US staffer Zack got the chance to see the film at an advanced screening Tuesday night. Here is his spoiler free review!
When I walked into the theater and sat down in my seat, I thought I knew what to expect out of this film. Based on the trailers and TV spots and all we’d heard from the cast and crew, I was sure that I knew the basic look and feel of the film. What I got instead was something entirely different. Everything that I expected out of this film aesthetically matched what I pictured in my head and then some. And it was just as emotional and thrilling as I’d hoped it would be.
But don’t go into this movie expecting something like Catching Fire. If you are expecting to see glorious shots of the Capitol or amazing, blazing dresses, you will be sorely disappointed. However, if you want to see our main characters as they spiral in and out of mental control, really feel the main themes of the books and films and watch a realistic portrayal of PTSD, war and propaganda, then The Hunger Games: Mockingjay—Part 1is the film for you.
The film opens with lines that should be very familiar to those who have read the book: “Start with the things you know.” With these words, so brilliantly delivered by Jennifer Lawrence, we are thrust into Katniss’s world and the claustrophobic District 13. Julianne Moore’s President Coin leads the community with an icy presence that still manages to feel protective and caring. There is one particular scene in which Coin comforts Katniss that I found especially moving, and watching these two actresses on screen together was pure magic.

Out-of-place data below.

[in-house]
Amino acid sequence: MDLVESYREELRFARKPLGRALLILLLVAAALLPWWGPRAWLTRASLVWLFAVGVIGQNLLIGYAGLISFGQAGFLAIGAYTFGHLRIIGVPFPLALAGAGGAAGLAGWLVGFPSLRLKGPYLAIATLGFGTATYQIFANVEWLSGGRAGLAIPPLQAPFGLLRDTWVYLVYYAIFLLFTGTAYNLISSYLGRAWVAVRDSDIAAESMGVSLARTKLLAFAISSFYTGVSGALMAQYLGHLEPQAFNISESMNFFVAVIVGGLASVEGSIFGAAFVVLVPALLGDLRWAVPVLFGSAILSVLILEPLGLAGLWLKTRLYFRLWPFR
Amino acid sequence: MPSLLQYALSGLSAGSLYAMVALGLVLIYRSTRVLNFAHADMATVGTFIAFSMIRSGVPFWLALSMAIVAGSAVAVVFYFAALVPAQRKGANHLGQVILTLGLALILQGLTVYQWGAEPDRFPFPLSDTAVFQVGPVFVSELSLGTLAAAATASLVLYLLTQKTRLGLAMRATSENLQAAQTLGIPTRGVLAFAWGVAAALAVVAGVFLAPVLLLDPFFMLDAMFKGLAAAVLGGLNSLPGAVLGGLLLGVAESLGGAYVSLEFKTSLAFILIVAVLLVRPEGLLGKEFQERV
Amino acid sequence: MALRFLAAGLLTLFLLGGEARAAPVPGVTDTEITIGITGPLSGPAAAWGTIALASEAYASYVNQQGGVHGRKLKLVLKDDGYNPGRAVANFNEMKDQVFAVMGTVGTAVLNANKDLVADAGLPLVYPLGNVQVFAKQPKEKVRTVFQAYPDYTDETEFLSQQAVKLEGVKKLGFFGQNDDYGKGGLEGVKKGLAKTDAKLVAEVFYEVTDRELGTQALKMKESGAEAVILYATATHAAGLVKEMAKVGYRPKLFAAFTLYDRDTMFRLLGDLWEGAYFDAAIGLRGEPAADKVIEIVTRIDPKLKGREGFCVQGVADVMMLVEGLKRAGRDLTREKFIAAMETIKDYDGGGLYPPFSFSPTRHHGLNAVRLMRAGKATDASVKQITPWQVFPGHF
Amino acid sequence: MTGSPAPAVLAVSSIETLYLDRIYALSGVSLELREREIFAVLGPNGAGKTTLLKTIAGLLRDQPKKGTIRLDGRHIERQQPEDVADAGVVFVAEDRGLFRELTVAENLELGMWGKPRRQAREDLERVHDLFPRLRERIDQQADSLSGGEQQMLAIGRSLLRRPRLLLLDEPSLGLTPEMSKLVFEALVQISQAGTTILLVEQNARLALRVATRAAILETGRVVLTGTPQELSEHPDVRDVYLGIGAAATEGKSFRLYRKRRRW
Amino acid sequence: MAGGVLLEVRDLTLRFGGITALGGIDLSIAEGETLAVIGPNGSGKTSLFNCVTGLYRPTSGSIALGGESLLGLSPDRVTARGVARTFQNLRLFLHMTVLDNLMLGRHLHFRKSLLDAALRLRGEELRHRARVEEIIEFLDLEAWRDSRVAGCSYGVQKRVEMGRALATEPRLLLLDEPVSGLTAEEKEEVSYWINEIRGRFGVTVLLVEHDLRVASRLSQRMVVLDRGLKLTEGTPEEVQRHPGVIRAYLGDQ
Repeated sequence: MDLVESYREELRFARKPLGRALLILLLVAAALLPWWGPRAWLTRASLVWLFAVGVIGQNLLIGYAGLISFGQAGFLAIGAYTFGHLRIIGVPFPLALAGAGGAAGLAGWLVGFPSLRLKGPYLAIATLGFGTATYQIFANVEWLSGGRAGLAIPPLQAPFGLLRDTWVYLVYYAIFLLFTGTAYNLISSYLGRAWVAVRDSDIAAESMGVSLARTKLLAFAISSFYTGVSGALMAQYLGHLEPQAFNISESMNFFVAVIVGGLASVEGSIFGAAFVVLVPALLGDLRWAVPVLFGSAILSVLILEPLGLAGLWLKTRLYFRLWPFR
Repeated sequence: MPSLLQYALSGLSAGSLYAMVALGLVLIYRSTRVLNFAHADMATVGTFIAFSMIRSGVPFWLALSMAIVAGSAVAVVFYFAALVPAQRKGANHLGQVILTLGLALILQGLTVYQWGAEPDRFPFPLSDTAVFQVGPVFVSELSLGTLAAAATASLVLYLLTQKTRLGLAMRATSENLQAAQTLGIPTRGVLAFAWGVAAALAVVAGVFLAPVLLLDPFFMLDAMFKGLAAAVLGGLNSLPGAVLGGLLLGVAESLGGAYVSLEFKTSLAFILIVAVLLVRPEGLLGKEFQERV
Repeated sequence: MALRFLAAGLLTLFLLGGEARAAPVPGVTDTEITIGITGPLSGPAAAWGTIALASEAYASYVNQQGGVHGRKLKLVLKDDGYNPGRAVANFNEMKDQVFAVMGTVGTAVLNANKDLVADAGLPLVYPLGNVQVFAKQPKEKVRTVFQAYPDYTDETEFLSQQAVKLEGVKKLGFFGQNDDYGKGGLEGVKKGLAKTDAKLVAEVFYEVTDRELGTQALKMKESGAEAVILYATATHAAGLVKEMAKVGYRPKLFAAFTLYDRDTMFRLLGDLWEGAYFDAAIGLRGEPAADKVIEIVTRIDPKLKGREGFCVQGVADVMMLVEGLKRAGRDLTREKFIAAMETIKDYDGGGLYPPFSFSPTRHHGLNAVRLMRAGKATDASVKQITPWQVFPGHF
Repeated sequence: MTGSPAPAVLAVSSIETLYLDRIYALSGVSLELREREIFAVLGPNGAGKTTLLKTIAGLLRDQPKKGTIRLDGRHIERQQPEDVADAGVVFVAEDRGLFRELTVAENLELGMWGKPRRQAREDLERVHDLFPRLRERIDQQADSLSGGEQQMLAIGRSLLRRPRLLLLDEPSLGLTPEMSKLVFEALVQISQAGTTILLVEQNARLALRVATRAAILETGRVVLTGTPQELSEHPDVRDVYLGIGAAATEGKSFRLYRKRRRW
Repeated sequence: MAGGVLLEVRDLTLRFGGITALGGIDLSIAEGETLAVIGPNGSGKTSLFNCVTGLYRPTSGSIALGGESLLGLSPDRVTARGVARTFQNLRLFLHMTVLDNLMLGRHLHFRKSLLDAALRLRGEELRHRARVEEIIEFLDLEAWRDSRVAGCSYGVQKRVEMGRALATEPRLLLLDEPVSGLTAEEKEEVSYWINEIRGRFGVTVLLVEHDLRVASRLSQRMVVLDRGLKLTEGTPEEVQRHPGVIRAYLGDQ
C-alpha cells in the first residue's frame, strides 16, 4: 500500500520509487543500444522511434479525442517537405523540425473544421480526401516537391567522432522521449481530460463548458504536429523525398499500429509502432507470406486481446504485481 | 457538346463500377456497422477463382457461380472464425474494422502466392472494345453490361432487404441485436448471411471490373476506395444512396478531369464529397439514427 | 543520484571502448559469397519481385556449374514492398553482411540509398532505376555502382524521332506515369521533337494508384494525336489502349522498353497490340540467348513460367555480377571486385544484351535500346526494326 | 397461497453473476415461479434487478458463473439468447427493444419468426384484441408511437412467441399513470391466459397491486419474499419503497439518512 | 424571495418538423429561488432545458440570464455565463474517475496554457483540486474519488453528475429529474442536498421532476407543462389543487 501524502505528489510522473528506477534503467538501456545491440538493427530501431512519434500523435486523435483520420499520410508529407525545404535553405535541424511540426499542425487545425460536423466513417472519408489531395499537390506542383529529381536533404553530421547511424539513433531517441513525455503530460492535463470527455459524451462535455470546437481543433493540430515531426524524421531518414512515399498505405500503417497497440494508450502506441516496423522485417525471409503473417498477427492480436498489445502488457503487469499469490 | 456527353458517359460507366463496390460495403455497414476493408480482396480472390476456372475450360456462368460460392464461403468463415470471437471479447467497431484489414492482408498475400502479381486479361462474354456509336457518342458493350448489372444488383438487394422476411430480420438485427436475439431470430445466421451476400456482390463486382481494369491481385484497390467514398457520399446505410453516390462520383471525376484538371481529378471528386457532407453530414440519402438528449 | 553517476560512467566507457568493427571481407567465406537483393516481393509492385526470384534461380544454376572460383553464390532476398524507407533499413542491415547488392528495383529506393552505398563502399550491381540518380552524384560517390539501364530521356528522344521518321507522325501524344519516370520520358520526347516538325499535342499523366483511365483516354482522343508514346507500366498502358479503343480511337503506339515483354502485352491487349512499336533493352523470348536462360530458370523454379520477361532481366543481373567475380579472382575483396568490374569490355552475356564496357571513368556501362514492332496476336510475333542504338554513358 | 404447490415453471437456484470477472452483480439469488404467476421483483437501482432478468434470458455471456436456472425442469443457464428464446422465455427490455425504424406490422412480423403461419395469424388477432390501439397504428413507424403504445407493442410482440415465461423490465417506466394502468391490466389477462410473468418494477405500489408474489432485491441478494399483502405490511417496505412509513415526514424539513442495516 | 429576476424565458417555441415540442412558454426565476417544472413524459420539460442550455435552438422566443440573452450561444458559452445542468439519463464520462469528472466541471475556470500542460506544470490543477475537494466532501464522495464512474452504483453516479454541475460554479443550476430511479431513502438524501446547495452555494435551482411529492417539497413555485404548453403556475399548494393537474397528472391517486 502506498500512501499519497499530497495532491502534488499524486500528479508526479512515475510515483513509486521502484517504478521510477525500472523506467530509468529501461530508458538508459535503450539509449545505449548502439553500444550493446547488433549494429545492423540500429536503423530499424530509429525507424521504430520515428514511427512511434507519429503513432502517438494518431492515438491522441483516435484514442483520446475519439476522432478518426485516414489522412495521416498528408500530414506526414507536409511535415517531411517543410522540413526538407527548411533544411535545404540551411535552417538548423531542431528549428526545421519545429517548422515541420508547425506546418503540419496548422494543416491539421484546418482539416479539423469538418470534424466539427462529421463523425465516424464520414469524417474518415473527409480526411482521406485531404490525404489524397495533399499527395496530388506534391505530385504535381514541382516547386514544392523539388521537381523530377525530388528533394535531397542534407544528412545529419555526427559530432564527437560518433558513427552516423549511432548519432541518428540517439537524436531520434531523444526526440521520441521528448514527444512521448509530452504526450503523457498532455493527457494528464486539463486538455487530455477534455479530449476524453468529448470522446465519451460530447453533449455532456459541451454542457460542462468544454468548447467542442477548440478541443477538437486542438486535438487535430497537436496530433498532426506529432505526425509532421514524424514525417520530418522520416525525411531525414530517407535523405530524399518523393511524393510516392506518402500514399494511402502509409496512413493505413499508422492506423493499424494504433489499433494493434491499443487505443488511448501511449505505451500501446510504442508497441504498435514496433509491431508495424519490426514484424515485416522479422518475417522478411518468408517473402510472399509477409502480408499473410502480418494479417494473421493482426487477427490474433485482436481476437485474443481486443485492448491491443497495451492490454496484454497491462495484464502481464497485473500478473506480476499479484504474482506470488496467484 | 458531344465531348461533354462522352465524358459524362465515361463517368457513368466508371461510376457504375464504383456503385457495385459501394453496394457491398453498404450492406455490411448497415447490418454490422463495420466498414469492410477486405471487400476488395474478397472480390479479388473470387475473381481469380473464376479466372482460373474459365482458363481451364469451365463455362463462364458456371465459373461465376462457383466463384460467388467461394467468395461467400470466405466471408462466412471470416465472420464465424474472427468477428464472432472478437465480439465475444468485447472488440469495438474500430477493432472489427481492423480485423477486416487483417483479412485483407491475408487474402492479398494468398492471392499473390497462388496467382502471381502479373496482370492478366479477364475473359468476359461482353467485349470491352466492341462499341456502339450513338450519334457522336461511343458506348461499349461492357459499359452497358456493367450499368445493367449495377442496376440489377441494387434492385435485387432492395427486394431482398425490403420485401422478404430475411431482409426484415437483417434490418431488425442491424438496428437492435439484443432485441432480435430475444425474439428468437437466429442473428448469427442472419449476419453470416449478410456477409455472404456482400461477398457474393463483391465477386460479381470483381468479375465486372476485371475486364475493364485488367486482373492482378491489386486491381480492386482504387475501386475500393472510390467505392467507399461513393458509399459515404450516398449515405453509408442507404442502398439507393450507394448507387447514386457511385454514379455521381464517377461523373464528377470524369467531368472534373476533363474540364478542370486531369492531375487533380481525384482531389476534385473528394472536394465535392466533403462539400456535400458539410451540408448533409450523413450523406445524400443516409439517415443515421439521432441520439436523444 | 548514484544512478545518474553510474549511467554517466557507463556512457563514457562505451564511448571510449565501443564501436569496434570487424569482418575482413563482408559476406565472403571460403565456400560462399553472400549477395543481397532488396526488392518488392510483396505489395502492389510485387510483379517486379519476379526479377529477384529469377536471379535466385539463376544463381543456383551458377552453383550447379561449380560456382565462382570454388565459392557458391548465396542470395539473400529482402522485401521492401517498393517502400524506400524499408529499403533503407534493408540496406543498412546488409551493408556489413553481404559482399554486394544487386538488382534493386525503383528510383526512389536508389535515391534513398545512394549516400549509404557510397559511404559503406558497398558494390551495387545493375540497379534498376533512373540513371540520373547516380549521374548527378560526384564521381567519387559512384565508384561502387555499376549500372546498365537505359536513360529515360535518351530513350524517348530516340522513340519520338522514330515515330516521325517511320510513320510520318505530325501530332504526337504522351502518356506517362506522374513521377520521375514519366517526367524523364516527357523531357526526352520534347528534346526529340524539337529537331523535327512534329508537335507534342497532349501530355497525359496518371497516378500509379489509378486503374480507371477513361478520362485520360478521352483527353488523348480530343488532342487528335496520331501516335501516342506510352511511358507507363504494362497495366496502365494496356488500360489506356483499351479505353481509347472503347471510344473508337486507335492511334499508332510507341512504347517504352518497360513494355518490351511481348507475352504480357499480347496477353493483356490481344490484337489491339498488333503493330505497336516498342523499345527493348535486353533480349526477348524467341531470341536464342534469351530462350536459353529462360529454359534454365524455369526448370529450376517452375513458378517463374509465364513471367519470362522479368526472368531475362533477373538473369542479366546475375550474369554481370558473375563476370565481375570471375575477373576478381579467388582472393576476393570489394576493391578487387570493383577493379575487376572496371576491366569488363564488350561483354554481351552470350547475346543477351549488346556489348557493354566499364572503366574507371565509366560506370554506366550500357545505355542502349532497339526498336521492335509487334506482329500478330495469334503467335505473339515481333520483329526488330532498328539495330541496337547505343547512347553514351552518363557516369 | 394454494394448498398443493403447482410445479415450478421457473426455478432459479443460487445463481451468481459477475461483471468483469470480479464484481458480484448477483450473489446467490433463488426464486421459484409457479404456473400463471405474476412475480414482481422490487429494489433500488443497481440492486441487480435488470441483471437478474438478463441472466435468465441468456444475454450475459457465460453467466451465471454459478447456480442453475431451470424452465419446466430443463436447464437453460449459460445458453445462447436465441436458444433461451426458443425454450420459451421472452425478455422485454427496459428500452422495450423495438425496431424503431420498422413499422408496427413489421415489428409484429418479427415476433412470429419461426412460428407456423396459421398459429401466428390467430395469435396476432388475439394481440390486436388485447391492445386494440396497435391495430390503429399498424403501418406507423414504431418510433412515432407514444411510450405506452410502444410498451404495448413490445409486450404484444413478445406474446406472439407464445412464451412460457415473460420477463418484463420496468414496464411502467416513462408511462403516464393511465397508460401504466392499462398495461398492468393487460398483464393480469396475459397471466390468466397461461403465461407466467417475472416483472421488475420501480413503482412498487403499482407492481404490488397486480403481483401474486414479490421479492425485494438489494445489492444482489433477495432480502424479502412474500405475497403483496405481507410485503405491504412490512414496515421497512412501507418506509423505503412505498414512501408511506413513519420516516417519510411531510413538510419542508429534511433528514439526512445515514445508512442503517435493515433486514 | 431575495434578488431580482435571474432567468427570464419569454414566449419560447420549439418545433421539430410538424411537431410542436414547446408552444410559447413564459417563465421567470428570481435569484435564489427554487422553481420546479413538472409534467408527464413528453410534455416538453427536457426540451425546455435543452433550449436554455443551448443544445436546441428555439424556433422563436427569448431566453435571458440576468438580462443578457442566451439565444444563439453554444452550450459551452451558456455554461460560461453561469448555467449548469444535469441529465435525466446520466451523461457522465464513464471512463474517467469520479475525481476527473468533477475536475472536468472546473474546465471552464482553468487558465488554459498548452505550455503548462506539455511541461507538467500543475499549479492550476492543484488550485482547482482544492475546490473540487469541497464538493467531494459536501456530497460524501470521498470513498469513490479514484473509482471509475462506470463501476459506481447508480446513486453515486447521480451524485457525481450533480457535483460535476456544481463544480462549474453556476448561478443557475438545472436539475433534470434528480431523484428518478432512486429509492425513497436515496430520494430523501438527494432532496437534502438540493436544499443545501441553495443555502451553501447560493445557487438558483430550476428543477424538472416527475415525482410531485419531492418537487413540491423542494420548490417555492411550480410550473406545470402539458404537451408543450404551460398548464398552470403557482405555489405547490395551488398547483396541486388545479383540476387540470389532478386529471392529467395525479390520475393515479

However, Katniss needs a lot more than just comfort. Suffering from frantic nightmares and panic attacks, this is not your average heroine; instead, it is one who is tangible and more relatable than ever. Katniss is an emotional train wreck for the majority of the film, but what keeps her focused is Peeta, whose physical and emotional status clearly deteriorates as the film progresses. Josh Hutcherson’s acting is spot on, and he really captures the vulnerability of Peeta so well.
Speaking of vulnerability, just about every familiar character has been entirely stripped down since when we last saw them in Catching Fire. Finnick’s background is explained in a very emotional and intriguing way, and Effie Trinket is a true fish out of water in District 13.
Yet the best moments of the film were easily the scenes in which District 13 is bombed and when Katniss sings “The Hanging Tree”. Both scenes were truly chilling and haunting, and the music especially enhanced the emotional aspects of the scenes.
And finally, tributes, I have to say that I feel that the split was completely warranted. I never really had any doubts, and now that I’ve seen the film, I can say without hesitation that this was the best way to adapt Mockingjay. The amount of character development in this film is more than there was in both The Hunger Games and Catching Fire combined. I’m also pleased to report that nothing in this film felt like filler at all: every single scene felt necessary to progress the story and delve deeper into the plot. In fact, a lot of the additions to the film ended up being some of the most memorable, including a daring rescue mission in the Capitol.
The film ends with an emotional punch to the gut. Without giving away any spoilers, this is an ending that will cause loud reactions in the theater and leave audiences begging for more (as a side note, stay until the very end of the credits).
This is a solid first half of a much larger story, and I can’t wait to see Part 2 next year.